The Drummond Report, Public Services for Ontarians: A Path to Sustainability and Excellence (pdf), recommends numerous changes to Ontario’s environmental protection regime that, if adopted, could fundamentally change environmental protection in Ontario.
Of particular interest to me and many of my clients is the recommendation to streamline provincial environmental assessments:
Review opportunities to further streamline the environmental assessment process (coordinate further with the federal government’s process or integrate EA with certain approvals). Full use of the equivalency provisions in the Canadian Environmental Assessment Act would serve to reduce unnecessary, costly duplication.
Currently there are environmental assessment requirements at the federal level under the Canadian Environmental Assessment Act as well as a provincial Environmental Assessment Act. Why two Acts? Federally EAs apply to private and public projects whenever certain federal approvals are required such as approvals for harming fish habitat. Provincial EA only applies to public sector projects such as roads, municipal waste, and related matters unless cabinet passes a regulation applying provincial EA to a private project (such as the Melancthon Mega‑Quarry).
Rarely, an assessment is required at both levels and must be conducted that meets both federal and provincial content and process requirements. When this happens there is an existing agreement (the 2004 Canada–Ontario Agreement on Environmental Assessment Cooperation) which allows a single assessment to be conducted.
Contrary to the commentary in the Drummond Report (which begins at p.340) there is no inherent “duplication” or uncertainty in this process which is costly to industry. Since only public sector projects must be assessed provincially, any requirement to conduct an EA at both levels is either easily addressed (since a public authority is the project proponent) or deliberate on the part of cabinet designating a private project at the provincial level.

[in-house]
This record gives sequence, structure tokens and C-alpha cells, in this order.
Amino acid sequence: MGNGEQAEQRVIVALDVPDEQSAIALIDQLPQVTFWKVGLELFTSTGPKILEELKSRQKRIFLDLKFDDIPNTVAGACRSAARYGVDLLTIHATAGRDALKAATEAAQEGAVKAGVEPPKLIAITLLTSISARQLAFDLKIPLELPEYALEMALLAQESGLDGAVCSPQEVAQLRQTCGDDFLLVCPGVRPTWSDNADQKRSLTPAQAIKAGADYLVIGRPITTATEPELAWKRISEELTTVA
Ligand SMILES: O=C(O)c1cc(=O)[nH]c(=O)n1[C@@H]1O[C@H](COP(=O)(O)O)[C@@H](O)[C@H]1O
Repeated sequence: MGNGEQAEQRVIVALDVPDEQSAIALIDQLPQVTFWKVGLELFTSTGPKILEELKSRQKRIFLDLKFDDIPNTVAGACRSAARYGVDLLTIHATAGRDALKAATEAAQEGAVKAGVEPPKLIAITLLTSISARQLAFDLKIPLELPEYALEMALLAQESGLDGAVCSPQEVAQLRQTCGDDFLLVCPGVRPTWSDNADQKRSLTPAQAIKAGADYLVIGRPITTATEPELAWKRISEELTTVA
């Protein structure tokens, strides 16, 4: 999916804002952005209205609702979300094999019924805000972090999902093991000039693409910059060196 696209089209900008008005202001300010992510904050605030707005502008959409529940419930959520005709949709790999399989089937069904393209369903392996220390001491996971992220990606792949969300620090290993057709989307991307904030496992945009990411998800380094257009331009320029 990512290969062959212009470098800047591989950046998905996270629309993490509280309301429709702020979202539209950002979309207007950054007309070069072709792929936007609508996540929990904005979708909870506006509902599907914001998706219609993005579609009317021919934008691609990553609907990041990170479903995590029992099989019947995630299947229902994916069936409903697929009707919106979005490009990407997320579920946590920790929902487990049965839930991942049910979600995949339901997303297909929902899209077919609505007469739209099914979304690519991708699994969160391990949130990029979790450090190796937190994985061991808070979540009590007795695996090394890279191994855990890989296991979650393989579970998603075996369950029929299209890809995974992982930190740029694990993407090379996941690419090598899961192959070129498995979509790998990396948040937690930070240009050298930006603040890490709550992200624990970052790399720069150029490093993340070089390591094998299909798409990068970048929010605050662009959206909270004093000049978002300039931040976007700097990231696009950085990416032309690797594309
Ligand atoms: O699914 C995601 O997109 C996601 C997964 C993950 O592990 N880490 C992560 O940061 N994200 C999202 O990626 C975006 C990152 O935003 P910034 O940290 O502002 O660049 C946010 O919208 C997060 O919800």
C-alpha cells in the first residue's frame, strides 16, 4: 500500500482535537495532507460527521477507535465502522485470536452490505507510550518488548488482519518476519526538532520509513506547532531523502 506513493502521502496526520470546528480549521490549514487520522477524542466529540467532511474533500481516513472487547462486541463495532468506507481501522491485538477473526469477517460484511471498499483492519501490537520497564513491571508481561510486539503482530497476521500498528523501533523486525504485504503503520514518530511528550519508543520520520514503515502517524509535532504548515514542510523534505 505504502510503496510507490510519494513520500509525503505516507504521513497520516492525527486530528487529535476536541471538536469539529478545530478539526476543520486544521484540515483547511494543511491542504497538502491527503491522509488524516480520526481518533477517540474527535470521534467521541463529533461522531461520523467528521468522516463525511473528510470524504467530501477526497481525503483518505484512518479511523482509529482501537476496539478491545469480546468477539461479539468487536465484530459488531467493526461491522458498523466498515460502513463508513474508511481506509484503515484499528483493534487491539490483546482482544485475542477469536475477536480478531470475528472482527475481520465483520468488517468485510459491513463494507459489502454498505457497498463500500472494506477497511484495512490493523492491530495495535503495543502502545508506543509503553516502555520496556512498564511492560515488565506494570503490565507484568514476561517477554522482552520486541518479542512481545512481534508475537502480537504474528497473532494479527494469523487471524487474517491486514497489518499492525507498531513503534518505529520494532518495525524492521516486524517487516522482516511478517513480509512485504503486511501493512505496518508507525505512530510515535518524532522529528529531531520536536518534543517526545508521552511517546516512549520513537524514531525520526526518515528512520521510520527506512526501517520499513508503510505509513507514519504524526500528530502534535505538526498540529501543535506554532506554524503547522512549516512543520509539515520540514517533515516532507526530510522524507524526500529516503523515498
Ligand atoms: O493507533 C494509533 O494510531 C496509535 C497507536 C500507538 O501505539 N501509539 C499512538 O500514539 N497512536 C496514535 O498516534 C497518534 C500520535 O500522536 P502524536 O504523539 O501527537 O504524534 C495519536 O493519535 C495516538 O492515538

Occasionally delays are caused by proponents of projects and federal authorities who struggle to avoid determining whether a federal assessment is required. These are easily avoidable by those parties addressing and assessing federal EA triggers early in the process as the requirements at the federal level are sufficiently clear.
In making this proposal, Drummond has accepted at face value the now completely refuted arguments of industry that there is duplication when in‑fact, there is no credible evidence that a cost or duplication problem actually exists. In support of this he cites the Supreme Court of Canada case of MiningWatch v. Department of Fisheries and Oceans released in January 2011. What Drummond does not state is that this case held that both acts can apply to one project and that a full assessment must be undertaken at both levels of government. MiningWatch does not support clawing back or streamlining provincial EA processes. Rather, it supports improved use of existing coordination mechanisms.
The complete lack of cited evidence of a coordination problem worth addressing, including an absence of evidence of cost or environmental benefit in the Drummond report is startling. Drummond does not even assess the environmental, social or economic benefits of EA, only the alleged costs and duplication in utterly vague terms. Drummond assumes rather than demonstrates that the cause of delays in the EA process is a lack of legislative streamlining. In this he is utterly incorrect and his recommendations should not be followed on this point.